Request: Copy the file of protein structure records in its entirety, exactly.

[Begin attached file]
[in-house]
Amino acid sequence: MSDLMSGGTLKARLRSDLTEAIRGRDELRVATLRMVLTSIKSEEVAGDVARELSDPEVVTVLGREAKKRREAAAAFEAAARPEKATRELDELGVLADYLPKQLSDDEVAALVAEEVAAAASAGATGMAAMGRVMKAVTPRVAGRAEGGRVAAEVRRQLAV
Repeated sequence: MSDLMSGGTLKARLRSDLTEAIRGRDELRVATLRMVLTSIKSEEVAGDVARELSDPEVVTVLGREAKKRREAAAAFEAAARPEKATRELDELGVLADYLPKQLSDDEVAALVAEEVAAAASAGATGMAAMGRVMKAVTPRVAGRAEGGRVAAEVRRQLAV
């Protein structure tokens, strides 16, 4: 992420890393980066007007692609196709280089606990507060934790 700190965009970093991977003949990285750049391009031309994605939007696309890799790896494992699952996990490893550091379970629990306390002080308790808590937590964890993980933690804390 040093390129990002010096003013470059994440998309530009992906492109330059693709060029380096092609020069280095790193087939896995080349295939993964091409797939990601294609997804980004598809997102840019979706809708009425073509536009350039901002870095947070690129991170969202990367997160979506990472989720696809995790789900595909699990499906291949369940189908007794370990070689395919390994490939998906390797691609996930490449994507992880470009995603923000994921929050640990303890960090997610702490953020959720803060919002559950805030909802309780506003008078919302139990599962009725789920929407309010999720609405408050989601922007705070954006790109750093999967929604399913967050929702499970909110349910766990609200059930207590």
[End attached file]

[in-house]
Amino acid sequence: MSDLMSGGTLKARLRSDLTEAIRGRDELRVATLRMVLTSIKSEEVAGDVARELSDPEVVTVLGREAKKRREAAAAFEAAARPEKATRELDELGVLADYLPKQLSDDEVAALVAEEVAAAASAGATGMAAMGRVMKAVTPRVAGRAEGGRVAAEVRRQLAV
Repeated sequence: MSDLMSGGTLKARLRSDLTEAIRGRDELRVATLRMVLTSIKSEEVAGDVARELSDPEVVTVLGREAKKRREAAAAFEAAARPEKATRELDELGVLADYLPKQLSDDEVAALVAEEVAAAASAGATGMAAMGRVMKAVTPRVAGRAEGGRVAAEVRRQLAV
């Protein structure tokens, strides 16, 4: 992420890393980066007007692609196709280089606990507060934790 700190965009970093991977003949990285750049391009031309994605939007696309890799790896494992699952996990490893550091379970629990306390002080308790808590937590964890993980933690804390 040093390129990002010096003013470059994440998309530009992906492109330059693709060029380096092609020069280095790193087939896995080349295939993964091409797939990601294609997804980004598809997102840019979706809708009425073509536009350039901002870095947070690129991170969202990367997160979506990472989720696809995790789900595909699990499906291949369940189908007794370990070689395919390994490939998906390797691609996930490449994507992880470009995603923000994921929050640990303890960090997610702490953020959720803060919002559950805030909802309780506003008078919302139990599962009725789920929407309010999720609405408050989601922007705070954006790109750093999967929604399913967050929702499970909110349910766990609200059930207590």